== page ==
State Journal: Free labor; Stocking stuffers

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Free Labor

A Hawaii state representative got a cool reception recently when he suggested that the state have prison inmates work for free as school groundskeepers.

Rep. Marcus Oshiro suggested the plan at a committee hearing this month, noting that the state had saved more than $100,000 by having inmates mow the veterans' cemetery in Kaneohe. He said prisoners could do the same work at schools when classes are out in Hawaii's schools, which are operated under a unique statewide system.

The committee chairman said he would like to take some time to consider the idea, and suggested that convicts and schoolchildren seemed like an odd mix at any cost.

Others suggested that the state find work for the inmates at other agencies before assigning them to tidy up playgrounds.

No further action on Mr. Oshiro's plan has been scheduled.

Stocking Stuffers

Delaine Eastin, the California state schools superintendent, made an unusual appeal to residents last month: She asked them to put public schools on their holiday gift lists.

But officials in the state department of education said they have not heard of any unusual generosity that may have resulted. Officials said that they came up with the idea too late to push it very hard but that they may try again next year.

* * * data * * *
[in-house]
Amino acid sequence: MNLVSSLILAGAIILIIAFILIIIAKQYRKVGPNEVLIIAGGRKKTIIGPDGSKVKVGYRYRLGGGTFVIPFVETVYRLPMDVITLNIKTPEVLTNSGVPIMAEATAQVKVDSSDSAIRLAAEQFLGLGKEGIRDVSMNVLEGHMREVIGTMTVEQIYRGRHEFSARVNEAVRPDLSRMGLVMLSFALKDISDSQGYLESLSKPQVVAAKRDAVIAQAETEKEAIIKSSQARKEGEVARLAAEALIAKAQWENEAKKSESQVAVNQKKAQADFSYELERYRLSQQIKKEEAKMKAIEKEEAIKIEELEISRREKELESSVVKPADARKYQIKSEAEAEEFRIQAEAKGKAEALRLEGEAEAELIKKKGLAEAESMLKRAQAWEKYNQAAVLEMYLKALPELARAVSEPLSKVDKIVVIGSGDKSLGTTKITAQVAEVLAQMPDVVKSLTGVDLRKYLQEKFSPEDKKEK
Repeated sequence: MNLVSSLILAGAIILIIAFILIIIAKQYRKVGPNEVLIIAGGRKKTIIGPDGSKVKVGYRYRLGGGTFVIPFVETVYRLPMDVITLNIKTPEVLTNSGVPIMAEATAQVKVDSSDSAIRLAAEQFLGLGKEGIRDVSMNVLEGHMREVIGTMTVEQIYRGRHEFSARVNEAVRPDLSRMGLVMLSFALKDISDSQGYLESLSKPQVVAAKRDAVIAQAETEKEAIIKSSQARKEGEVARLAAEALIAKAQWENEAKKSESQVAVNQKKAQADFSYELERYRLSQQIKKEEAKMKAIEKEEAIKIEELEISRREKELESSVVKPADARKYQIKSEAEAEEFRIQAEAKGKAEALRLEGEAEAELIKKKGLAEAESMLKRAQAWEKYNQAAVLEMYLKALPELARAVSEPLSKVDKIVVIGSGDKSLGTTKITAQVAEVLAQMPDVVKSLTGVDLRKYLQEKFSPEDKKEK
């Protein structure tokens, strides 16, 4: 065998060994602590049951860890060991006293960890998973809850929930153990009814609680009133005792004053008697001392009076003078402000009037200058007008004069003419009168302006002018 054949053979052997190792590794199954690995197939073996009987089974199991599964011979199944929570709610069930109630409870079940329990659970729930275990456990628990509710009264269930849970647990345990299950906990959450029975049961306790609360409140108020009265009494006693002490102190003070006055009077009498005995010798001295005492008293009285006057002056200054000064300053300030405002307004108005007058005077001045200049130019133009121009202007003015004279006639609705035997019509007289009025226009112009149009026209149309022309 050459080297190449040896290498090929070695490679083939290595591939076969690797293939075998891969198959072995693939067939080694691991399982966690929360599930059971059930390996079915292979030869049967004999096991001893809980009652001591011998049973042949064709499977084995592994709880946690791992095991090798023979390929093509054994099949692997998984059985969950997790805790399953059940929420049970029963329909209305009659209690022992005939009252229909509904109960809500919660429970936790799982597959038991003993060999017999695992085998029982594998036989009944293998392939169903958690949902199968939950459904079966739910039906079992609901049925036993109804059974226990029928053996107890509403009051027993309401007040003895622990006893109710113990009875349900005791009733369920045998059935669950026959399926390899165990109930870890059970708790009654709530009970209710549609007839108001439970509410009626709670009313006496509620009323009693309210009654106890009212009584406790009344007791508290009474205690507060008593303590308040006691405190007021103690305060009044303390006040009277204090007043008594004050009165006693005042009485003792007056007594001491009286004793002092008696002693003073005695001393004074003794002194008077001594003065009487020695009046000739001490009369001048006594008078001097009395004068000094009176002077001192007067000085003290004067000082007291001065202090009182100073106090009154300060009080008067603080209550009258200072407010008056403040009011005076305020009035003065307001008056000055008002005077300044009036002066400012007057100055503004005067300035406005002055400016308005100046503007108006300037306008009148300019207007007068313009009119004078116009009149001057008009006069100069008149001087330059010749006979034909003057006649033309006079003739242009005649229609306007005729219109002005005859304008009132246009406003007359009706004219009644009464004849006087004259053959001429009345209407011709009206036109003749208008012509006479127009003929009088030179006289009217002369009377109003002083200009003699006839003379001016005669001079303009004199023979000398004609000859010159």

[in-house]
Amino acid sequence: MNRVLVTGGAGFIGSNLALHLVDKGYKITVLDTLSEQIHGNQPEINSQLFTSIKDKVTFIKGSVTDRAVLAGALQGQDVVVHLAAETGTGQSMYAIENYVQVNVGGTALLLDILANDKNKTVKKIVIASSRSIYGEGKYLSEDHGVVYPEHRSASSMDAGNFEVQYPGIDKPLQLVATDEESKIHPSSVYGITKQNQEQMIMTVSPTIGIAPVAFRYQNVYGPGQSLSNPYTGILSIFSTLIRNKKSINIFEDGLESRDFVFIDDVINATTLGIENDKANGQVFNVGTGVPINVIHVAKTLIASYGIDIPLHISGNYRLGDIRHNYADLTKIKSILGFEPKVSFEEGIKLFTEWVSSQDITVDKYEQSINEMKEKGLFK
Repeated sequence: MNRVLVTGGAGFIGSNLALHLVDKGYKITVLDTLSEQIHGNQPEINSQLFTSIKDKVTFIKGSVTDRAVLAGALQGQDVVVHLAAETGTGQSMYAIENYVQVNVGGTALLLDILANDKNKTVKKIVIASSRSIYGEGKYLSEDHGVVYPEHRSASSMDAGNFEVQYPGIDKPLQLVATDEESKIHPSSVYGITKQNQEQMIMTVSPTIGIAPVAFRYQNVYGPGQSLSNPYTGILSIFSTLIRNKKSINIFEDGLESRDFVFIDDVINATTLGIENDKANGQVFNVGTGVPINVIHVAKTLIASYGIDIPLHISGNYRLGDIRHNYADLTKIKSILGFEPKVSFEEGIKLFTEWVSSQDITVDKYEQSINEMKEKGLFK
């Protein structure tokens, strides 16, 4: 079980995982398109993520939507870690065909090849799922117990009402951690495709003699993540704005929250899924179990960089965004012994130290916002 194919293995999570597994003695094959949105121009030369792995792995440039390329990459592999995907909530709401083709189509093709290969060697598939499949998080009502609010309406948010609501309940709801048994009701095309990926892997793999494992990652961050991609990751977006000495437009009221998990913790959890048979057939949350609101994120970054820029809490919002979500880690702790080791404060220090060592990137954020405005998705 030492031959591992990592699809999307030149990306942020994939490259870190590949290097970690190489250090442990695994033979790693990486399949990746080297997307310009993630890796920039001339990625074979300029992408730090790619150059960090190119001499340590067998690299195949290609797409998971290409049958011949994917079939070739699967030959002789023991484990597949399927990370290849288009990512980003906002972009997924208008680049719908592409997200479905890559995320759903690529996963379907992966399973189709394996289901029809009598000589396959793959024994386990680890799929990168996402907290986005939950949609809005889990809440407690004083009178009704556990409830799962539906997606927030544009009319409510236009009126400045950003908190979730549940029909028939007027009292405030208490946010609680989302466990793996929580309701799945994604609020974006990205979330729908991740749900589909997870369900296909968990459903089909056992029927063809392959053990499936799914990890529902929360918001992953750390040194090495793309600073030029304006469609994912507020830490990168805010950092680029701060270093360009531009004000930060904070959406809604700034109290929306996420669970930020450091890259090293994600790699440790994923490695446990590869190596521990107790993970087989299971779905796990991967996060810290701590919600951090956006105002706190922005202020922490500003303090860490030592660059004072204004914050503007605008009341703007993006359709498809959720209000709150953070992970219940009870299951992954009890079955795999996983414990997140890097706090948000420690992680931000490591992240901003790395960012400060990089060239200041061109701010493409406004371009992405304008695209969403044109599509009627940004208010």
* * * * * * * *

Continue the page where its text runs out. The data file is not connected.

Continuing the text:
Microscopes, computers and software, paper and writing supplies, playground and sports equipment, and library books were among the stocking stuffers that Ms. Eastin suggested in a press release two weeks before Christmas.

"At this special time of year, we look at things in another perspective as we search for the perfect gift for our family and friends," Ms. Eastin said in the release. "One way of demonstrating that you care about your community is to remember your local public school."

And if giving "cash or material items" was not possible, the superintendent suggested, Californians could pledge their time as homework tutors, mentors, or classroom helpers.

Remembering schools at Christmastime, the state noted, is tax deductible, but the deduction must be taken under a separate section of the Internal Revenue Code from the section that applies to donations to non-governmental, nonprofit organizations.

--Lonnie Harp

Vol. 15, Issue 17

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